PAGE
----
For a more DIY approach, Sara recommends starting with the stomach, making sure that enough stomach acid (bile) is being produced. Bile breaks down fats and turns fiber into short-chain fatty acids for the body. Increased production can be encouraged by staying hydrated, eating bitter foods, and certain teas like dandelion root and licorice. L-glutamine found in bone broths is good for immune support by providing much-needed nitrogen and carbon to cells of the body and reducing inflammation especially during stressful times.

If an individual is suffering from symptoms of digestive issues, like leaky gut (where there is a literal hole in your intestine causing inflammation), it may be necessary to start from scratch as it were. Taking an antibiotic and reseeding the gut with beneficial microbes from fermented foods and other probiotics may be the solution, aptly called ‘weeding and seeding.’

The last point on restoring gut health is to expose oneself to different and more natural environments, picking up microbes from these places, breathing the fresh air that also contains microbes, fungal spores, and more. If we are not getting out, then bringing plants and other things from the outside in.

So, what does a healthy diet according to an Eco-Nutritionist look like? There are four principles she outlined. The first is eating as many whole foods as possible. Second, choose the best quality available that you can afford. Third, diversify as much as possible. Try to get as many colors, textures, and flavors as possible (especially bitter!). Lastly, including more fermented and wild foods. These are gut microbiome superchargers full of beneficials, but also potential pathogens that are good practice for our ever-evolving immune systems.

Lunch was served by Chi Em Eats out of Emporia, KS. My words won’t do it justice, but it was delicious Vietnamese cuisine! I remember succulent chicken, duck pate, and a fresh cucumber salad. I will make a point to stop there next time I am in the neighborhood.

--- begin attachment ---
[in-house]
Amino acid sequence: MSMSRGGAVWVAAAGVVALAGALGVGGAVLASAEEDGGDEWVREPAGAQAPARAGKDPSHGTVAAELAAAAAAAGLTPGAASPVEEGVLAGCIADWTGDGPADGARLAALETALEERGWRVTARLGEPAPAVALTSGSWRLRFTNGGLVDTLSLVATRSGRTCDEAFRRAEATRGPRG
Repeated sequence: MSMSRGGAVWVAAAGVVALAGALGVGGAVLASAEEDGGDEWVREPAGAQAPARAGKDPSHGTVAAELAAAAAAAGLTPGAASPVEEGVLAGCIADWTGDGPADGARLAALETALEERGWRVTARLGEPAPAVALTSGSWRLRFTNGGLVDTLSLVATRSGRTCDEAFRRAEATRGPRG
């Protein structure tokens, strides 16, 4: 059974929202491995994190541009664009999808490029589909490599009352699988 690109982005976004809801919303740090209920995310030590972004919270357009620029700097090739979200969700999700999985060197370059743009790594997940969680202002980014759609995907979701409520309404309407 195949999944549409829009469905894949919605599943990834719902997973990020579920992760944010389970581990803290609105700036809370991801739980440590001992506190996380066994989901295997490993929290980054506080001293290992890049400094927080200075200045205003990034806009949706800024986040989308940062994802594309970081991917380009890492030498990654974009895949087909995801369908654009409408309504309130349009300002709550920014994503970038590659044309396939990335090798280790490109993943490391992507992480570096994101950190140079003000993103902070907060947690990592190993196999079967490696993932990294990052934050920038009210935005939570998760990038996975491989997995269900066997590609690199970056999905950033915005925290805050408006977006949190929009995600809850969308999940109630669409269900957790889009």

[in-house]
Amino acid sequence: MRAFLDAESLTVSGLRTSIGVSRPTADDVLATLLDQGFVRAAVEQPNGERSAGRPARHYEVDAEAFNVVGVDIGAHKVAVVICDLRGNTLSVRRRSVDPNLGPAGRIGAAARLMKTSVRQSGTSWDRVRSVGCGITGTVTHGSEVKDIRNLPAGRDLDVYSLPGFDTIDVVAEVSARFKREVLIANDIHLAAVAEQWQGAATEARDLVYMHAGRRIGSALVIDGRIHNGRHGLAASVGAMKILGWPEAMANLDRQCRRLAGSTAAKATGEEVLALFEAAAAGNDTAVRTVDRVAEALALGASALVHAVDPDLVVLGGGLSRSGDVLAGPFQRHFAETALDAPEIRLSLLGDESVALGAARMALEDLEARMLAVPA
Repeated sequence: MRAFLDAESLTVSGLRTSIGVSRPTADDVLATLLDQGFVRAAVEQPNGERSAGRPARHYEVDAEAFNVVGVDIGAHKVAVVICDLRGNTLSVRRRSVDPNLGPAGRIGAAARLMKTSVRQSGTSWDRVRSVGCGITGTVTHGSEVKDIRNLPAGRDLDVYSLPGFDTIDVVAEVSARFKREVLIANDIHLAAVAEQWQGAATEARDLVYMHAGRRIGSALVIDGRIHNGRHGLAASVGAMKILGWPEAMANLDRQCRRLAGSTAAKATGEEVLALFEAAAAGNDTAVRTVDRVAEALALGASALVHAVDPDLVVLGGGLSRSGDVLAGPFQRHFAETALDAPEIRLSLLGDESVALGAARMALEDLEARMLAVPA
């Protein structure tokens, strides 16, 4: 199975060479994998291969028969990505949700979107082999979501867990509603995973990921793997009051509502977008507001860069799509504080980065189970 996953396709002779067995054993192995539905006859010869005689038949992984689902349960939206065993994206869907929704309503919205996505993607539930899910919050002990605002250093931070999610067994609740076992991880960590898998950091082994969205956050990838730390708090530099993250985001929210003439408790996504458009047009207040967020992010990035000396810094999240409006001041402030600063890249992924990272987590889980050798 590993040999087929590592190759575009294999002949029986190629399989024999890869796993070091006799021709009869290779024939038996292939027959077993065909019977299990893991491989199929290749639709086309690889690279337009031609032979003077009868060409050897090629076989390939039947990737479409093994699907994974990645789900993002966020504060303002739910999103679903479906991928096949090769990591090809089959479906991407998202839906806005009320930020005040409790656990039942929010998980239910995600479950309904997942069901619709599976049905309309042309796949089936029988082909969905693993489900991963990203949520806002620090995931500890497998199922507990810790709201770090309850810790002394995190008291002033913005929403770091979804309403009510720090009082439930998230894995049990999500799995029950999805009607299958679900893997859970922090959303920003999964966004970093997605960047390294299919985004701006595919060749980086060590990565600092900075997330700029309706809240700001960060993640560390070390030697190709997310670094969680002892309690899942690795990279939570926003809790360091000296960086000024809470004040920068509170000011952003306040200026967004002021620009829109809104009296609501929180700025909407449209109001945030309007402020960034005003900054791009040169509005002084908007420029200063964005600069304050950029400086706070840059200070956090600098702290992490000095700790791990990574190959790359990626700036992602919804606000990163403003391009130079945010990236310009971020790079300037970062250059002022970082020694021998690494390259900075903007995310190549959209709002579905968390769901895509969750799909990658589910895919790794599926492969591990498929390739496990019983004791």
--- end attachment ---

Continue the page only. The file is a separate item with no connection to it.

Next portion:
For the afternoon, there were a series of breakout field sessions. We checked in first with Lynette Miller, Gail’s wife, who runs the sheep on the farm. She showed us her process for breaking down and putting up electric netted fencing. Next, we went to a nearby hole excavated 4-5′ deep by a machine where Nicole was examining the soil and sharing her observations. The last stop was with Sara where we sampled some ferments, bitters, and apple cider vinegar tonics to jump-start our gut health.

Dinner was served by Chef Gerard Rodriguez out of Wichita, KS. He served a phenomenal spread of Mexican BBQ fusion which included smoked and braised pork, borracho beans, and traditional tacos served with all the fixings. This was the best meal of the event in my opinion. No doubt, it was a taste of his restaurant Adios Nachoria at Wave, but I’ll have to visit to be sure. Chef Gerard also operates Cool Breeze Pizza in Riverside and R Coffee House.

Just as we finished eating, we were able to watch a lovely sunset from our picnic table. I was fortunate enough to go on a short walk at dusk with Nicole and a couple of young farmers. We talked about the landscape, our different contexts, and challenges. We neared the bottom of the hill, where the chickens were residing in their livestock trailer coops. The livestock guardian was posing for the camera dutifully at his post. There were automatic solar-powered doors on these coops! I snapped some photos for reference and we all peered into the coops and wondered why some chickens seemed to prefer one trailer over the other. Dusk was finishing as we walked back up and parted ways for the evening.

The next morning, I was much better rested, but by the end of the first round of talks and a hearty lunch, folks were feeling sluggish. This was remedied by a role-play of interactions in the soil followed by an interactive panel discussion where Sara and Nicole explored the intersectionality of their fields. I have tried to recreate those ties here, but there is so much to explore.

This experience allowed me to meet so many like-minded people from all walks of life. I met folks in business consulting and marketing, from the Kansas foster care system, composting industry, small and large hold farmers, soil entrepreneurs, and the list goes on. These connections may grow into collaboration. Collaborations bring about change. Perhaps I’ll see some of them next year.